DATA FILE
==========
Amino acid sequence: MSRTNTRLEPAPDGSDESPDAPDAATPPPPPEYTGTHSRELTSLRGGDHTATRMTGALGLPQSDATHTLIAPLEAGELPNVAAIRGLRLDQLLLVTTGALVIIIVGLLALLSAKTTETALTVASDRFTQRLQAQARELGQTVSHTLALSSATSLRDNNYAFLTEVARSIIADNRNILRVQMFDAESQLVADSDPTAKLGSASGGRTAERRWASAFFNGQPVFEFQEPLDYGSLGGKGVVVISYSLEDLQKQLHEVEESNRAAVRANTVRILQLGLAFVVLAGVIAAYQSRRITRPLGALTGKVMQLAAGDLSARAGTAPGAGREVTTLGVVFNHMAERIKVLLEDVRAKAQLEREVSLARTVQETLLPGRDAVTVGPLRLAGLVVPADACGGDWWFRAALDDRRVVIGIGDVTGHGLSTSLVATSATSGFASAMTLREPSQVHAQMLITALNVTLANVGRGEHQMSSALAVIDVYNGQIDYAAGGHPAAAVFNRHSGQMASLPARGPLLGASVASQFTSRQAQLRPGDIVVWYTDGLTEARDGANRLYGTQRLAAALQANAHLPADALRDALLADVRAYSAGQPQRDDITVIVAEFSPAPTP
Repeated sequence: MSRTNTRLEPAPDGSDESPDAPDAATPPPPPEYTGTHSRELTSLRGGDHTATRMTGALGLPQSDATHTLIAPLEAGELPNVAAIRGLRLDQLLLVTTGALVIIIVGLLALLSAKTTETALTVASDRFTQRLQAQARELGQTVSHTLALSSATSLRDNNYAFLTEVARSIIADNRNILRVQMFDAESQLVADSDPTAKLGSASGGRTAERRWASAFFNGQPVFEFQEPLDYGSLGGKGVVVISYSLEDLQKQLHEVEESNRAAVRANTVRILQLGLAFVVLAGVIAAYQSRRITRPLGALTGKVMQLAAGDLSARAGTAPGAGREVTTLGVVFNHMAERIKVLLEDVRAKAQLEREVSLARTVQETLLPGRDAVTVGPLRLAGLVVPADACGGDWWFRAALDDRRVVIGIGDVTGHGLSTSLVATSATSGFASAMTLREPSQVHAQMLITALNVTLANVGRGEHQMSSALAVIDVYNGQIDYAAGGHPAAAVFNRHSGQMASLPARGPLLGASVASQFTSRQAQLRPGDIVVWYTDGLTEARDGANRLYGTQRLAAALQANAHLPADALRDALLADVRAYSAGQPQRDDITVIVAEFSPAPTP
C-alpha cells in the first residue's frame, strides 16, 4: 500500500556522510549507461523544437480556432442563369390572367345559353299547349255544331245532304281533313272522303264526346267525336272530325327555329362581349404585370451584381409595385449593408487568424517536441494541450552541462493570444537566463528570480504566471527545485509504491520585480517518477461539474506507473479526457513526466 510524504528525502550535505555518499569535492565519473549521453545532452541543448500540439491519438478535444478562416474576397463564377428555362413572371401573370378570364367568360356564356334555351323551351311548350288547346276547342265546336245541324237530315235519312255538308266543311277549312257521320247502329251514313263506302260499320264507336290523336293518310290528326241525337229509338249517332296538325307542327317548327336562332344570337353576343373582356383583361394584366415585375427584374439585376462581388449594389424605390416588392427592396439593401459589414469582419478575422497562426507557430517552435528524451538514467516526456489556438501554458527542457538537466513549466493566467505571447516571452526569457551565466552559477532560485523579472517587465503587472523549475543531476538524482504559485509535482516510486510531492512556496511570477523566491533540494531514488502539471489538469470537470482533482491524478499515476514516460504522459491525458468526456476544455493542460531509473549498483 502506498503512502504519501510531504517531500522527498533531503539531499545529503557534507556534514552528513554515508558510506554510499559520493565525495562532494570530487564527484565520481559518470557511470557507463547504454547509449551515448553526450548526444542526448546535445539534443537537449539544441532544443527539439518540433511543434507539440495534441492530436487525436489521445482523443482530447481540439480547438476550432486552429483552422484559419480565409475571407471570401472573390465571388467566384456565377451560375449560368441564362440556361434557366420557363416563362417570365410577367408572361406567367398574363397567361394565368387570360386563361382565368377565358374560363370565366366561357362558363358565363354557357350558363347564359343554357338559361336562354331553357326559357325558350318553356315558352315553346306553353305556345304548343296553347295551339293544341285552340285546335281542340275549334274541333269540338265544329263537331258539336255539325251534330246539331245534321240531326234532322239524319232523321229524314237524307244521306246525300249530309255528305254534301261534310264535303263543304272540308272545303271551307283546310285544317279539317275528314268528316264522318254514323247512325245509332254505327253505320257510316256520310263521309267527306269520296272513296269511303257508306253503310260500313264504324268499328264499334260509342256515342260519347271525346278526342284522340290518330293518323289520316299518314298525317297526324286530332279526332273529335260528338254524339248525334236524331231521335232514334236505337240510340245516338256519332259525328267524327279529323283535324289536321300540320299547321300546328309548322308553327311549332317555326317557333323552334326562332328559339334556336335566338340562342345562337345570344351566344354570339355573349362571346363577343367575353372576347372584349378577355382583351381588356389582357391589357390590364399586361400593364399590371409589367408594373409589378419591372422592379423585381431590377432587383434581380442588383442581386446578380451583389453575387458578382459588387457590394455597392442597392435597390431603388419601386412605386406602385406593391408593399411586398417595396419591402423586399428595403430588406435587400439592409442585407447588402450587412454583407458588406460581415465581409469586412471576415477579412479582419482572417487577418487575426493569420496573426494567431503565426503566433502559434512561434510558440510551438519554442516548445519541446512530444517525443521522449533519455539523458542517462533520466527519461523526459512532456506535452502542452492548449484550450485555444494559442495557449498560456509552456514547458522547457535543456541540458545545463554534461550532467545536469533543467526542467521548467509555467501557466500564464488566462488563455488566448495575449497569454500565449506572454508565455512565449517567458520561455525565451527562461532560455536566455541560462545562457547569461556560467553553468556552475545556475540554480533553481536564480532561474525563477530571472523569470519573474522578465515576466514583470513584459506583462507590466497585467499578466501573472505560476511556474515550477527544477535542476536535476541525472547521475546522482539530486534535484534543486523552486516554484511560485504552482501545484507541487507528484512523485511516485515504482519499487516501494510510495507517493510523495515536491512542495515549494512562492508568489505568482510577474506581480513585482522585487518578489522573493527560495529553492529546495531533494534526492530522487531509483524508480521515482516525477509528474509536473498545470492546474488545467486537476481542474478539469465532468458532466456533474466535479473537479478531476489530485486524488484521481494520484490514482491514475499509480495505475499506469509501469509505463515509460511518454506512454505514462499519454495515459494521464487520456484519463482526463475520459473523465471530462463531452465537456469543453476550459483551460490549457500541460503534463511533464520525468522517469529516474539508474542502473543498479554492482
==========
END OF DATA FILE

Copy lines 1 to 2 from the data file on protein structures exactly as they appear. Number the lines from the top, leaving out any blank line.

Amino acid sequence: MSRTNTRLEPAPDGSDESPDAPDAATPPPPPEYTGTHSRELTSLRGGDHTATRMTGALGLPQSDATHTLIAPLEAGELPNVAAIRGLRLDQLLLVTTGALVIIIVGLLALLSAKTTETALTVASDRFTQRLQAQARELGQTVSHTLALSSATSLRDNNYAFLTEVARSIIADNRNILRVQMFDAESQLVADSDPTAKLGSASGGRTAERRWASAFFNGQPVFEFQEPLDYGSLGGKGVVVISYSLEDLQKQLHEVEESNRAAVRANTVRILQLGLAFVVLAGVIAAYQSRRITRPLGALTGKVMQLAAGDLSARAGTAPGAGREVTTLGVVFNHMAERIKVLLEDVRAKAQLEREVSLARTVQETLLPGRDAVTVGPLRLAGLVVPADACGGDWWFRAALDDRRVVIGIGDVTGHGLSTSLVATSATSGFASAMTLREPSQVHAQMLITALNVTLANVGRGEHQMSSALAVIDVYNGQIDYAAGGHPAAAVFNRHSGQMASLPARGPLLGASVASQFTSRQAQLRPGDIVVWYTDGLTEARDGANRLYGTQRLAAALQANAHLPADALRDALLADVRAYSAGQPQRDDITVIVAEFSPAPTP
Repeated sequence: MSRTNTRLEPAPDGSDESPDAPDAATPPPPPEYTGTHSRELTSLRGGDHTATRMTGALGLPQSDATHTLIAPLEAGELPNVAAIRGLRLDQLLLVTTGALVIIIVGLLALLSAKTTETALTVASDRFTQRLQAQARELGQTVSHTLALSSATSLRDNNYAFLTEVARSIIADNRNILRVQMFDAESQLVADSDPTAKLGSASGGRTAERRWASAFFNGQPVFEFQEPLDYGSLGGKGVVVISYSLEDLQKQLHEVEESNRAAVRANTVRILQLGLAFVVLAGVIAAYQSRRITRPLGALTGKVMQLAAGDLSARAGTAPGAGREVTTLGVVFNHMAERIKVLLEDVRAKAQLEREVSLARTVQETLLPGRDAVTVGPLRLAGLVVPADACGGDWWFRAALDDRRVVIGIGDVTGHGLSTSLVATSATSGFASAMTLREPSQVHAQMLITALNVTLANVGRGEHQMSSALAVIDVYNGQIDYAAGGHPAAAVFNRHSGQMASLPARGPLLGASVASQFTSRQAQLRPGDIVVWYTDGLTEARDGANRLYGTQRLAAALQANAHLPADALRDALLADVRAYSAGQPQRDDITVIVAEFSPAPTP